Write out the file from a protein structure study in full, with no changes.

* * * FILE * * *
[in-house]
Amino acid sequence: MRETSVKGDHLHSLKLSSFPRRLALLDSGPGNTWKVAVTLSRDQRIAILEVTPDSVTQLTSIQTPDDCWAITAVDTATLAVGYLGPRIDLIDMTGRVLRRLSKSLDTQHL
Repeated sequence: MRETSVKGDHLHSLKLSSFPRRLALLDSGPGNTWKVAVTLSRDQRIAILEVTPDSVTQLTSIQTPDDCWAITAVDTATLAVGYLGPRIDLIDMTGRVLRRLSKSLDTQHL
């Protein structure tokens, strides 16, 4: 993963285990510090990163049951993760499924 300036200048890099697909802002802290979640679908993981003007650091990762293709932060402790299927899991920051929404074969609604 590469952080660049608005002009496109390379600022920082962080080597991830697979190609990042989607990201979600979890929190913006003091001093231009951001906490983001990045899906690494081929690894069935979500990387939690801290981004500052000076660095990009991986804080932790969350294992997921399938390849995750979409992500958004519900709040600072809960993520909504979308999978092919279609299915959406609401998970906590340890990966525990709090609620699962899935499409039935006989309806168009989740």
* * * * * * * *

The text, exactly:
[in-house]
Amino acid sequence: MRETSVKGDHLHSLKLSSFPRRLALLDSGPGNTWKVAVTLSRDQRIAILEVTPDSVTQLTSIQTPDDCWAITAVDTATLAVGYLGPRIDLIDMTGRVLRRLSKSLDTQHL
Repeated sequence: MRETSVKGDHLHSLKLSSFPRRLALLDSGPGNTWKVAVTLSRDQRIAILEVTPDSVTQLTSIQTPDDCWAITAVDTATLAVGYLGPRIDLIDMTGRVLRRLSKSLDTQHL
């Protein structure tokens, strides 16, 4: 993963285990510090990163049951993760499924 300036200048890099697909802002802290979640679908993981003007650091990762293709932060402790299927899991920051929404074969609604 590469952080660049608005002009496109390379600022920082962080080597991830697979190609990042989607990201979600979890929190913006003091001093231009951001906490983001990045899906690494081929690894069935979500990387939690801290981004500052000076660095990009991986804080932790969350294992997921399938390849995750979409992500958004519900709040600072809960993520909504979308999978092919279609299915959406609401998970906590340890990966525990709090609620699962899935499409039935006989309806168009989740």